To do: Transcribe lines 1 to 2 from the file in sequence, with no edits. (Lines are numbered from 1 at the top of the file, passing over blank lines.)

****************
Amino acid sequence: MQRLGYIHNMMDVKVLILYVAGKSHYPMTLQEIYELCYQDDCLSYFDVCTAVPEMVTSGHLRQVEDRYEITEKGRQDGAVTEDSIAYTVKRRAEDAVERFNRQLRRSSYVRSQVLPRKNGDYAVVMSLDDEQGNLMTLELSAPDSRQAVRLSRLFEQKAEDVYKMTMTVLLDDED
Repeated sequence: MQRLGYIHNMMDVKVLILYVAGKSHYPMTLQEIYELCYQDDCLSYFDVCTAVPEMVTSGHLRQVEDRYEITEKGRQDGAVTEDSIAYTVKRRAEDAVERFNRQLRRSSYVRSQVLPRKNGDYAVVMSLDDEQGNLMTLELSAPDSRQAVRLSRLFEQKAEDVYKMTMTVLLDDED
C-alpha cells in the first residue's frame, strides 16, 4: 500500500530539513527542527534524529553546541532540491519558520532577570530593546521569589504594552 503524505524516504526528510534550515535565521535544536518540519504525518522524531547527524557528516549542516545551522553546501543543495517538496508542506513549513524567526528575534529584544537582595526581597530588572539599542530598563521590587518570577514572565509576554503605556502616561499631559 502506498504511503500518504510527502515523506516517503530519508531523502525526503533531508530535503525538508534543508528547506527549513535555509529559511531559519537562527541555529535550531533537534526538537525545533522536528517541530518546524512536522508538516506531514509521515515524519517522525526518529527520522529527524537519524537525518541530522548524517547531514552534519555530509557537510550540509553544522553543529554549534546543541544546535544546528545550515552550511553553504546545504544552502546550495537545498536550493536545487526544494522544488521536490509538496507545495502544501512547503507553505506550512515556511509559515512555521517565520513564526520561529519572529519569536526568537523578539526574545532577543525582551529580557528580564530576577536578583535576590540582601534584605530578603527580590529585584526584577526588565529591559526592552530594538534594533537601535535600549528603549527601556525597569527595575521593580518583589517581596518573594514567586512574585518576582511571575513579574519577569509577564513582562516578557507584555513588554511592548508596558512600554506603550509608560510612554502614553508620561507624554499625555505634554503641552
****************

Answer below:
Amino acid sequence: MQRLGYIHNMMDVKVLILYVAGKSHYPMTLQEIYELCYQDDCLSYFDVCTAVPEMVTSGHLRQVEDRYEITEKGRQDGAVTEDSIAYTVKRRAEDAVERFNRQLRRSSYVRSQVLPRKNGDYAVVMSLDDEQGNLMTLELSAPDSRQAVRLSRLFEQKAEDVYKMTMTVLLDDED
Repeated sequence: MQRLGYIHNMMDVKVLILYVAGKSHYPMTLQEIYELCYQDDCLSYFDVCTAVPEMVTSGHLRQVEDRYEITEKGRQDGAVTEDSIAYTVKRRAEDAVERFNRQLRRSSYVRSQVLPRKNGDYAVVMSLDDEQGNLMTLELSAPDSRQAVRLSRLFEQKAEDVYKMTMTVLLDDED